And you are ommiyying the fact not all fossil fuel power plant have scrubbers and the ones that have them don’t always use them.  It costs a lot of money to power and maintain the scrubbers, something the power companies do not like to do.  In some cases the fines and court cases are far less than the cost of the cost of powering and maintaining the scrubbers.
 

Offline nctnico

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Re: When Will Electric Cars Become Mainstream?
« Reply #2590 on: December 25, 2018, 04:33:59 am »
Not just that but emission limits depend on the age of the power plant. I never dug really deep into the emission limits of the power plants but it wouldn't surprise me when these are less strict compared to the latest euro6 limits for cars. One thing is for sure: a power plant lasts whole lot longer than a car so new emission limits for power plants take a lot longer to have any effect.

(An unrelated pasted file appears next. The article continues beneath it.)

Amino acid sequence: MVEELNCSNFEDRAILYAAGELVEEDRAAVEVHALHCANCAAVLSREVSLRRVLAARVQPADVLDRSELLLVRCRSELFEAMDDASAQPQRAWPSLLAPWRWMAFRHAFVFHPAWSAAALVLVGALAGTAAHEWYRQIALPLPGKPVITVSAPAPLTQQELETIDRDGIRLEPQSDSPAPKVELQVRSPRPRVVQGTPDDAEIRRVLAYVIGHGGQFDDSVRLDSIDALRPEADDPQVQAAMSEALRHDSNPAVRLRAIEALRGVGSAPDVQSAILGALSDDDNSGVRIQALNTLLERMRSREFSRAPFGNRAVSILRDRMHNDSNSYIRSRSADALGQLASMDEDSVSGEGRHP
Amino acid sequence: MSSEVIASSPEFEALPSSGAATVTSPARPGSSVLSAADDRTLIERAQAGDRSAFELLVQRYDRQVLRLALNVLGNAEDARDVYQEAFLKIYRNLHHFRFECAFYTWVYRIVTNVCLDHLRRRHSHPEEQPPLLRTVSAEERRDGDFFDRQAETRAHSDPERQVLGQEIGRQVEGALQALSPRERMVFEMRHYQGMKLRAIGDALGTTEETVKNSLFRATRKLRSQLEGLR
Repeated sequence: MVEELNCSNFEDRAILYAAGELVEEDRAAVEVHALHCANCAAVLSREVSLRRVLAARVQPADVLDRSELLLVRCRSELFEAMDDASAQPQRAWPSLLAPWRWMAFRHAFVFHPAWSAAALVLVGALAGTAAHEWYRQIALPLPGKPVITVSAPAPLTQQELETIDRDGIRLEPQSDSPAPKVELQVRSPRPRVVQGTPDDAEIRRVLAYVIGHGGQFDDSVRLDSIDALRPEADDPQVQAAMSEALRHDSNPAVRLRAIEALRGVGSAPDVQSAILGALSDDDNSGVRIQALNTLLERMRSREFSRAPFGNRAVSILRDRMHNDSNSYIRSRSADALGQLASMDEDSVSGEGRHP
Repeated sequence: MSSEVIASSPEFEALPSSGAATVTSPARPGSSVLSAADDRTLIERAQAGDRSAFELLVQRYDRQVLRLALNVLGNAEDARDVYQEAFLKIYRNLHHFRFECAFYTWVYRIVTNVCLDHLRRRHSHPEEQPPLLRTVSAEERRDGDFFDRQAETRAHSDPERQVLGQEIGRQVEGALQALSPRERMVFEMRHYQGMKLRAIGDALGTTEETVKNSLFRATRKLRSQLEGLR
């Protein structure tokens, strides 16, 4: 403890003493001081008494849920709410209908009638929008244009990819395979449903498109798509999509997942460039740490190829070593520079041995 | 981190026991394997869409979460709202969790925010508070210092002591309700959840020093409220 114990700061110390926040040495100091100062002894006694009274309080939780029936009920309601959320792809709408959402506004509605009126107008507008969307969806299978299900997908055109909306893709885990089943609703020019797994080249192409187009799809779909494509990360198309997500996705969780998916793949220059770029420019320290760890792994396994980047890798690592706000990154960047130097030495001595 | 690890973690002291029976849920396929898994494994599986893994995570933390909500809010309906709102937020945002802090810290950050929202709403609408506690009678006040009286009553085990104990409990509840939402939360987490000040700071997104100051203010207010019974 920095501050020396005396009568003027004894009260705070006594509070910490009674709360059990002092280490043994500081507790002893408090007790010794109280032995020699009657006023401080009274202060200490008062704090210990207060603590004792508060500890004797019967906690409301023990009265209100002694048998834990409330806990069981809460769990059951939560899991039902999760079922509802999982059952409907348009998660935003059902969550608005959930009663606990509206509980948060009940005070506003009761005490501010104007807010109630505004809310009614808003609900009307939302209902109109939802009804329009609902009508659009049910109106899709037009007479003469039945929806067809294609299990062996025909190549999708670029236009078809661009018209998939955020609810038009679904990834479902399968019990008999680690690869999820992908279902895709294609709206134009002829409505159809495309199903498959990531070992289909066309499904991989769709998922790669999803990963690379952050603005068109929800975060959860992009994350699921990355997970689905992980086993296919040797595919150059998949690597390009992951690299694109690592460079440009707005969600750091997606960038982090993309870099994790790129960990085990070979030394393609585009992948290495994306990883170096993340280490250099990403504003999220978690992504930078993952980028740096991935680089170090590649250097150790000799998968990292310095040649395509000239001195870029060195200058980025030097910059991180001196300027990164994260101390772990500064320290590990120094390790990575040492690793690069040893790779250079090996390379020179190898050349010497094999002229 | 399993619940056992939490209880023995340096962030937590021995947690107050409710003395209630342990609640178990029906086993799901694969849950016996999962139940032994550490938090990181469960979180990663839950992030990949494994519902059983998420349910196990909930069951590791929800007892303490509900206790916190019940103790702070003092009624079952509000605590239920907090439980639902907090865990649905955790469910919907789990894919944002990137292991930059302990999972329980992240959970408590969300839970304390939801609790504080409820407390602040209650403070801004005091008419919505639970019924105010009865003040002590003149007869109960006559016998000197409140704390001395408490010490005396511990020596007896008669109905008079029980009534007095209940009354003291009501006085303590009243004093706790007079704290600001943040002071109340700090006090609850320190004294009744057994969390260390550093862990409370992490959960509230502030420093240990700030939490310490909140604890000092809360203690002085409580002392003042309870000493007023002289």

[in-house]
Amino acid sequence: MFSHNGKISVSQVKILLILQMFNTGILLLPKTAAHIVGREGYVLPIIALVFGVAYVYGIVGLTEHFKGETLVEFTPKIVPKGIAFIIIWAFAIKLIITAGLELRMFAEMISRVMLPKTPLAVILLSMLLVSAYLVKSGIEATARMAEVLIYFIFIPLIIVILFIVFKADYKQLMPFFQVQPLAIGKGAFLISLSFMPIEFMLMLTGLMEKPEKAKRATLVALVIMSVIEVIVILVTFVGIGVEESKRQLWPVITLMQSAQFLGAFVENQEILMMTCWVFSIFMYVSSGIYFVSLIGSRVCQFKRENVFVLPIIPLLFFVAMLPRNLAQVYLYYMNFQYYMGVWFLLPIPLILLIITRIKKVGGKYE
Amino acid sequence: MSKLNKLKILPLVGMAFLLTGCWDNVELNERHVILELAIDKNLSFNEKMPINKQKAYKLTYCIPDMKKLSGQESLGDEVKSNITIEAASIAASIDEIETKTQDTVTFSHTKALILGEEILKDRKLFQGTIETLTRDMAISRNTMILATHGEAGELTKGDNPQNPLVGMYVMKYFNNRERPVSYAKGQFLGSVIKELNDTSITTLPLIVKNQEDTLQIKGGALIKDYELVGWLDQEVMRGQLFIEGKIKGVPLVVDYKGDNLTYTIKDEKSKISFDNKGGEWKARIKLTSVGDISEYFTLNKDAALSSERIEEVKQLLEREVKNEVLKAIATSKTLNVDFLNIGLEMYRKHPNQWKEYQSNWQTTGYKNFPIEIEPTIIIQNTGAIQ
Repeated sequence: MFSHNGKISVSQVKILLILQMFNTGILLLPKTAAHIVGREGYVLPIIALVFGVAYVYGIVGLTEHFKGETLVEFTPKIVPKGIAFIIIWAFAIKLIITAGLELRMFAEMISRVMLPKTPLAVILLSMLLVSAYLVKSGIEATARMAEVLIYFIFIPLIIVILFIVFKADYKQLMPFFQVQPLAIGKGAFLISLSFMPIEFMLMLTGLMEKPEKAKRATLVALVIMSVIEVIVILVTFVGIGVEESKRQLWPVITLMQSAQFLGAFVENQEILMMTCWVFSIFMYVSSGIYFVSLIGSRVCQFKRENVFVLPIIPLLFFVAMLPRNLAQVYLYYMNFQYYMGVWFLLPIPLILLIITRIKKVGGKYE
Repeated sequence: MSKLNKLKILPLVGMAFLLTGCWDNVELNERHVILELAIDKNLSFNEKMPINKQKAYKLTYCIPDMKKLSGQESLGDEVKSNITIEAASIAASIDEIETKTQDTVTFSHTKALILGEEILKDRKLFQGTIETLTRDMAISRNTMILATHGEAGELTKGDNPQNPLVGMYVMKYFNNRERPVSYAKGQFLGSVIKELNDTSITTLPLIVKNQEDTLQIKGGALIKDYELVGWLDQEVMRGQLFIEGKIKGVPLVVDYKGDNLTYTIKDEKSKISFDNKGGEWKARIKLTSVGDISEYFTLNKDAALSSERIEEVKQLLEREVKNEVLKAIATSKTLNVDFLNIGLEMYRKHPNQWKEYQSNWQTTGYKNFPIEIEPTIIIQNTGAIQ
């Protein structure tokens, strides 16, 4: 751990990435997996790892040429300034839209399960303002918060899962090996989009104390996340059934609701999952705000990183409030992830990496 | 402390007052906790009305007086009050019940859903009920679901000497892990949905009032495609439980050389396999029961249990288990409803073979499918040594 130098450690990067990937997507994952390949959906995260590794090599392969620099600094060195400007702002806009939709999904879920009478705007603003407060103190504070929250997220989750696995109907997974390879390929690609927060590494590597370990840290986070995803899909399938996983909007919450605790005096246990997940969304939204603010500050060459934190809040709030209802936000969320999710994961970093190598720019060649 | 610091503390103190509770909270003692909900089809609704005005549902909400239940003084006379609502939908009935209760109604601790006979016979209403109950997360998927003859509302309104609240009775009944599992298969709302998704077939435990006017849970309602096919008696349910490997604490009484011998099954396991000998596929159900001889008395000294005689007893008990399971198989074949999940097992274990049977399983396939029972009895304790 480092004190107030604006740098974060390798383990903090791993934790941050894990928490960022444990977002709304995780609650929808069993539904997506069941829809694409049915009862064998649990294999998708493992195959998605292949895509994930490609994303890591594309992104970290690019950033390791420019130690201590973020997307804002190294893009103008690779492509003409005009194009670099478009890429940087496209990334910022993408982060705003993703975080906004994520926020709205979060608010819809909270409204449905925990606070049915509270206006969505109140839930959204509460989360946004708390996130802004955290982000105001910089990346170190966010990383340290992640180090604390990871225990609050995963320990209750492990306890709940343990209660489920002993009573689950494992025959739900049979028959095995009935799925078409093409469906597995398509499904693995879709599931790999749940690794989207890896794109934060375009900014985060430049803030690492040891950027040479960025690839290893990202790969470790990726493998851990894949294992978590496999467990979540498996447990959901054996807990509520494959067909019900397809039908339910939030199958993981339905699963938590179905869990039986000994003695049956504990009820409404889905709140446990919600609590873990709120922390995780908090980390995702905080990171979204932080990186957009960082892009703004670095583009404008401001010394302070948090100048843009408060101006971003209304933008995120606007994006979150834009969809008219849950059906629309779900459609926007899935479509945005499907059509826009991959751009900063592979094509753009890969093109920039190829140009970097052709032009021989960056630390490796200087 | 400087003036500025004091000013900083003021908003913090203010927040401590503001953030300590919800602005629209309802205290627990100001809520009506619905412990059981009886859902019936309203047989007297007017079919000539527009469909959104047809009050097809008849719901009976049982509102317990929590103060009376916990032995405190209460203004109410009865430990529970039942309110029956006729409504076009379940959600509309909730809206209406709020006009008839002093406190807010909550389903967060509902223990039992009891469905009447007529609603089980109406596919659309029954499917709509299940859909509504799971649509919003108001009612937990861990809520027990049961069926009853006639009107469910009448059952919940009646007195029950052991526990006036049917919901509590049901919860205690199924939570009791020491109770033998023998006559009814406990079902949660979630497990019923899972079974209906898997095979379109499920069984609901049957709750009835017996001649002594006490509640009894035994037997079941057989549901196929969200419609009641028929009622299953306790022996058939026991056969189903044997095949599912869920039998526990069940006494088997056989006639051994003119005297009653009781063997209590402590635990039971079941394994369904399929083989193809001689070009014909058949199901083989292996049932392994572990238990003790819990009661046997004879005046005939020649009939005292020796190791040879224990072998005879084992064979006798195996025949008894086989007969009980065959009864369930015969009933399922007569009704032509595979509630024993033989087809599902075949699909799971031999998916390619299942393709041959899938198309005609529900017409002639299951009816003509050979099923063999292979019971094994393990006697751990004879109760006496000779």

There are small lies, big lies and then there is what is on the screen of your oscilloscope.
 

Offline fsr

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Re: When Will Electric Cars Become Mainstream?
« Reply #2591 on: December 25, 2018, 04:54:16 am »
Still, burning fossil fuels to generate electricity is a very bad idea. Hardly an argument against the electric car, and more about human stupidity.
With any luck, things like the Paris Agreement can begin to make a change. Let's hope it's not too late. The US withdrawal didn't make any favors to it, but i hope that a future president reconsiders. Fortunately, the US cannot actually withdrawn until 2020.